Developing Organic Products: Supply, Cost and Regulatory Breakdown
Organic products were once only found at specialty retailers like Whole Foods or in a single aisle at a traditional supermarket, but they have experienced explosive growth over the last decade because of the clean label movement. Today, consumers can find organic products in most aisles of a grocery store, at C-stores, and even at some dollar stores.
According to the Organic Trade Association (OTA), organic food and beverage makes up the majority of organic product sales. The trend has given rise to leading brands developing organic offerings, and several private label organic brands coming into existence like Simple Truth, O Organics and Simply Organic. Of course, there is still an abundance of smaller brands with organic offerings, though several of them have been acquired by major players.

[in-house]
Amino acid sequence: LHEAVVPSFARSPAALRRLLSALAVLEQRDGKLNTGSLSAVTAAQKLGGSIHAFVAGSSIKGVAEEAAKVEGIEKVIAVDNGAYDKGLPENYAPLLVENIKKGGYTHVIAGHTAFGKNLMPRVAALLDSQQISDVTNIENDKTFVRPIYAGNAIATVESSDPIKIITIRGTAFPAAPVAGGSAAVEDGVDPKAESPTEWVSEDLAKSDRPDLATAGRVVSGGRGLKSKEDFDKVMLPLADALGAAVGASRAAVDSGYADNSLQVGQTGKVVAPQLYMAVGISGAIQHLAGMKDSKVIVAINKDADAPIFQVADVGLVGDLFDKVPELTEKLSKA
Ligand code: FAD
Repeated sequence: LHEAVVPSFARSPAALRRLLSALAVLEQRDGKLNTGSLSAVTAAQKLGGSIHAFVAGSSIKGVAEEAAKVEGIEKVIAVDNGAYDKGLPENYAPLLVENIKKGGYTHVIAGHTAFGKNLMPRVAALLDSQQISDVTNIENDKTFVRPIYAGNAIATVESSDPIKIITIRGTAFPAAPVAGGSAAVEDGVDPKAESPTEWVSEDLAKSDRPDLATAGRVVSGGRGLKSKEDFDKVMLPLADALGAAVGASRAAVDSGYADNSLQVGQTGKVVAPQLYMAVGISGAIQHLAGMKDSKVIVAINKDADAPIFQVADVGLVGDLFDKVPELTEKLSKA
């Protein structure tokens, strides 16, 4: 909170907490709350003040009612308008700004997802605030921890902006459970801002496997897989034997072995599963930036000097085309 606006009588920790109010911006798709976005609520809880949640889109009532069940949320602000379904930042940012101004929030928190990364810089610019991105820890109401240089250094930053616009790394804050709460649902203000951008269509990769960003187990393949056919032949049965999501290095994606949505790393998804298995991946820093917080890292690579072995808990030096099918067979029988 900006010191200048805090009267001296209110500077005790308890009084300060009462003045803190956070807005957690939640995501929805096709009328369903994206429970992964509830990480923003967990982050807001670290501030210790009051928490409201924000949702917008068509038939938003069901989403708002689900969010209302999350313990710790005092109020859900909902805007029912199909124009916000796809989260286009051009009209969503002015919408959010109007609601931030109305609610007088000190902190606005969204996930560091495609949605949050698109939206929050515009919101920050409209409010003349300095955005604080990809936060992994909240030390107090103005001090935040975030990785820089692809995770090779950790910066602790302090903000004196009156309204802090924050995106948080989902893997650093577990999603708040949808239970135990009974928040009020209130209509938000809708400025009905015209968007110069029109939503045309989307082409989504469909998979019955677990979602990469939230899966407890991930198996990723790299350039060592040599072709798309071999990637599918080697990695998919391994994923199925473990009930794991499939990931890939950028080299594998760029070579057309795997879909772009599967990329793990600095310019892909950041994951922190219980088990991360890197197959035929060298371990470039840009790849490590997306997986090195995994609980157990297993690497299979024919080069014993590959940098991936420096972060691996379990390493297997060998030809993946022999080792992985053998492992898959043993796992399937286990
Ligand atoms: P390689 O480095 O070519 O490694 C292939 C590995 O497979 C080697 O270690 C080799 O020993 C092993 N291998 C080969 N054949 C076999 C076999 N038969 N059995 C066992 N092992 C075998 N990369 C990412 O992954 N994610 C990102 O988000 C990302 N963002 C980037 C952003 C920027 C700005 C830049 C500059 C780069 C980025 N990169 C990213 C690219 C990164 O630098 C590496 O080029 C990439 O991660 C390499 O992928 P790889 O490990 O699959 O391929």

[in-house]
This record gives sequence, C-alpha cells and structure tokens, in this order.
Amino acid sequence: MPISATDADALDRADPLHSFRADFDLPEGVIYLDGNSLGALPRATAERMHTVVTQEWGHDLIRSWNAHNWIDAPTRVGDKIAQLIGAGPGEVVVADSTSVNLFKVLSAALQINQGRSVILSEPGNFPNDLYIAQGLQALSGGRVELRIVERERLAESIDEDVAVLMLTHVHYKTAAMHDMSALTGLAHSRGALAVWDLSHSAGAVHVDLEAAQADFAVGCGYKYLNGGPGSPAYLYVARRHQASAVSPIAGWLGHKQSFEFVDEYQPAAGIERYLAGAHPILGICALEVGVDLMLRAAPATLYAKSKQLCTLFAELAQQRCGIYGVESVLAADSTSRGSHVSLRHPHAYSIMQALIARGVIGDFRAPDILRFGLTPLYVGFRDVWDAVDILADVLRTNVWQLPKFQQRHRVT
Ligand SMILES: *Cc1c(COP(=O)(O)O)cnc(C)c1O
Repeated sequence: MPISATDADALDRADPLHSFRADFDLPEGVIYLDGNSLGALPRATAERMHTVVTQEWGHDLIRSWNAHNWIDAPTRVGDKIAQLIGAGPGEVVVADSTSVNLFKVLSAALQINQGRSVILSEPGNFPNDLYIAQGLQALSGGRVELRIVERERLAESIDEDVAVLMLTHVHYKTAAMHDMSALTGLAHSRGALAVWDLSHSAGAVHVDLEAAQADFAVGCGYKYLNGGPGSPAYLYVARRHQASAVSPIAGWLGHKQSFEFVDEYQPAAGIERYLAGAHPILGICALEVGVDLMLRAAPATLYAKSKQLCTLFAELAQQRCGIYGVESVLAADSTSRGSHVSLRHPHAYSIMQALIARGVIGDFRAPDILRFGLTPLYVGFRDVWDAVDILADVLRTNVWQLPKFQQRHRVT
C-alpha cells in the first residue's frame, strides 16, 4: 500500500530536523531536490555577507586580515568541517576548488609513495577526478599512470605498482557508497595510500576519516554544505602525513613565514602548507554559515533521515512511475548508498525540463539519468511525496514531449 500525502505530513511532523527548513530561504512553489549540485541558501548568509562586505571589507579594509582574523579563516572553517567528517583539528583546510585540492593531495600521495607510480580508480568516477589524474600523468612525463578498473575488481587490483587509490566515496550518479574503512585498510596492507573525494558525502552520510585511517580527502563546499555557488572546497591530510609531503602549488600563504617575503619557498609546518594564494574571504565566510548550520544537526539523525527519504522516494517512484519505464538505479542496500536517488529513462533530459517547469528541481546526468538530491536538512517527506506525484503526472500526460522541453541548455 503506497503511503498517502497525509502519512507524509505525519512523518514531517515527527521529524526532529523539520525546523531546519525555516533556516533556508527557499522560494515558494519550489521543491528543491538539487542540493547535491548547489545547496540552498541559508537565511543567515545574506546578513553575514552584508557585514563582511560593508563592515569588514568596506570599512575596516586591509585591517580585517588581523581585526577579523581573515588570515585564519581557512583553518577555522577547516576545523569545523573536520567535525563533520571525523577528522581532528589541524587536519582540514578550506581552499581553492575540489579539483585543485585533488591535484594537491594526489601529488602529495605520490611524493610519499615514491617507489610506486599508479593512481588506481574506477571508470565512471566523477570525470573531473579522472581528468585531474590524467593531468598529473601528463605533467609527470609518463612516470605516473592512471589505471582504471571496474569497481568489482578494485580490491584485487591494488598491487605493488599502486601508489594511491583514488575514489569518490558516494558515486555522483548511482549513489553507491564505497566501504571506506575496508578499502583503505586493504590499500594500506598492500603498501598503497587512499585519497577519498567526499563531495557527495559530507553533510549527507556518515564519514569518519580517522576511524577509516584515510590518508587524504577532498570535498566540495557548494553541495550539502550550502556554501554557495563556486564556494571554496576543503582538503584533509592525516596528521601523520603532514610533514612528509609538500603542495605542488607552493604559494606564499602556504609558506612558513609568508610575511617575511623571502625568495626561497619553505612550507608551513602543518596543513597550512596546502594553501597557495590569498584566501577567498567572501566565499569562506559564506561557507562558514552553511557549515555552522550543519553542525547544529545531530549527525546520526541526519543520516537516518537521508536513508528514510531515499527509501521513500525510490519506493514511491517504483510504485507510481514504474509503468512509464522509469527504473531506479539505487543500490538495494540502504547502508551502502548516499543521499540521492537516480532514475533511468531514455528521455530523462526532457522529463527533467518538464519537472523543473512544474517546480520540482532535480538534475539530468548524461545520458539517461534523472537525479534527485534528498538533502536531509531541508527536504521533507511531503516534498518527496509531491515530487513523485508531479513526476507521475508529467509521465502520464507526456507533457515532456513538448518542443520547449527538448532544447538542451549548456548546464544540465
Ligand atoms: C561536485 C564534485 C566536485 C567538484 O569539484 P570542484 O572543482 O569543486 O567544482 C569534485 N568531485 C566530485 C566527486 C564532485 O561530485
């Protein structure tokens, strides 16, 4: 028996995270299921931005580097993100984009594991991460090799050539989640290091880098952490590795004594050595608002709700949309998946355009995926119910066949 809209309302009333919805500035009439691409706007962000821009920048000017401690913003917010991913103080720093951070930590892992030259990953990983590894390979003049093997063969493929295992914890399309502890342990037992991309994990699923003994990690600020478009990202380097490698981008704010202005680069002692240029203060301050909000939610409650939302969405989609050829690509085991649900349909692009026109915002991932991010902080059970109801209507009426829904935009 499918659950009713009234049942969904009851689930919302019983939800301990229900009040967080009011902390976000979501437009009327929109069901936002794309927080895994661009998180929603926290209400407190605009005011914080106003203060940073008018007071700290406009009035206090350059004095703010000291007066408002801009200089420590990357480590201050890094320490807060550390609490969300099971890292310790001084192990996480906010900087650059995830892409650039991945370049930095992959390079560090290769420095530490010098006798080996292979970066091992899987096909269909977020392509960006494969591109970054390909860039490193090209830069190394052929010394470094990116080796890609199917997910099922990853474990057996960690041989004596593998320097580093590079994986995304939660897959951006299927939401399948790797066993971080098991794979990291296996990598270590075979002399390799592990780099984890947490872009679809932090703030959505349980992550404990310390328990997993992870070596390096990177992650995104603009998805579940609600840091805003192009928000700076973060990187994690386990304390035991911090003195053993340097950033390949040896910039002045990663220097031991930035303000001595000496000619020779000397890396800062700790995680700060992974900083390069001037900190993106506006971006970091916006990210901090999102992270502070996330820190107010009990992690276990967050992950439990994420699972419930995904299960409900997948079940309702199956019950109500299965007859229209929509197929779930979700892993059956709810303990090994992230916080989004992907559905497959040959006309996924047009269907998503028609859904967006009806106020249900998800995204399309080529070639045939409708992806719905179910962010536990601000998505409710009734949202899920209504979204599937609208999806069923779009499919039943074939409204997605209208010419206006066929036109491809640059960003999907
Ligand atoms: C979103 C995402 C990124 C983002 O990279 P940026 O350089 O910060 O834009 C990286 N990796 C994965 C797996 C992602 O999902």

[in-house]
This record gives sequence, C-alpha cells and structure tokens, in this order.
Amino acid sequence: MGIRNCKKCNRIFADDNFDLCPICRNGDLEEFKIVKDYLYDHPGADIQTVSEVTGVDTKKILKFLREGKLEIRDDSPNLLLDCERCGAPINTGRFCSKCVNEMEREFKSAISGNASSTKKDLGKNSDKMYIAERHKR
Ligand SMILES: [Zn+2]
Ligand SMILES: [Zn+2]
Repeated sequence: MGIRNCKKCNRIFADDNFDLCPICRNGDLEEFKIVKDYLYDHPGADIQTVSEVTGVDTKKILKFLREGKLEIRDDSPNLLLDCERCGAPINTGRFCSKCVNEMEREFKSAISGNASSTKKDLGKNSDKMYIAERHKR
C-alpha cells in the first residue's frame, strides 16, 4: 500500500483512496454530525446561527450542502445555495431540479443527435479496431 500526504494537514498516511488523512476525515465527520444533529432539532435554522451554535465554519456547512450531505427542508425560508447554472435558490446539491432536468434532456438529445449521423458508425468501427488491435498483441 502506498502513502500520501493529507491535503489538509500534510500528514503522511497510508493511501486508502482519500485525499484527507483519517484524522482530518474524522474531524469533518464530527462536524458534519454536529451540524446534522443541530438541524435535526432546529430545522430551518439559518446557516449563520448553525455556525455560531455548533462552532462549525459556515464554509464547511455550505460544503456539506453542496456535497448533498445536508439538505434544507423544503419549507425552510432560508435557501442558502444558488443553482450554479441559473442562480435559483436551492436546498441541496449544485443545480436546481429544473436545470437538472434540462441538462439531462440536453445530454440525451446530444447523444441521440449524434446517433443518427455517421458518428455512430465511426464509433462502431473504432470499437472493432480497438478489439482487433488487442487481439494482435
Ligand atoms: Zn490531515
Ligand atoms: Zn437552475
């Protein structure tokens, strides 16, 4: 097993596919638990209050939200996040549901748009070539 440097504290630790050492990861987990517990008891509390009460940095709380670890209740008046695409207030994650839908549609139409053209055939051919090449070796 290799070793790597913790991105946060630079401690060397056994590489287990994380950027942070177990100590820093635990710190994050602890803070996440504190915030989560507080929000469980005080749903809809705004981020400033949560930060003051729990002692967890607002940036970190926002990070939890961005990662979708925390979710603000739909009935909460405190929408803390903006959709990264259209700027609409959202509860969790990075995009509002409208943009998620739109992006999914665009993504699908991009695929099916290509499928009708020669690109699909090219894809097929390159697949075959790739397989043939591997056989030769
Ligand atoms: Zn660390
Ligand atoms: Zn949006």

The rampant growth of this market certainly opens opportunities for food and beverage brands, but also poses challenges for the manufacturers who supply many of the ingredients that go into these products. There are two key considerations we bring up to clients who want to develop an organic product—supply and cost—but there are regulatory considerations as well. The following is a breakdown of the top three supply chain considerations for developing organic food or beverage products.
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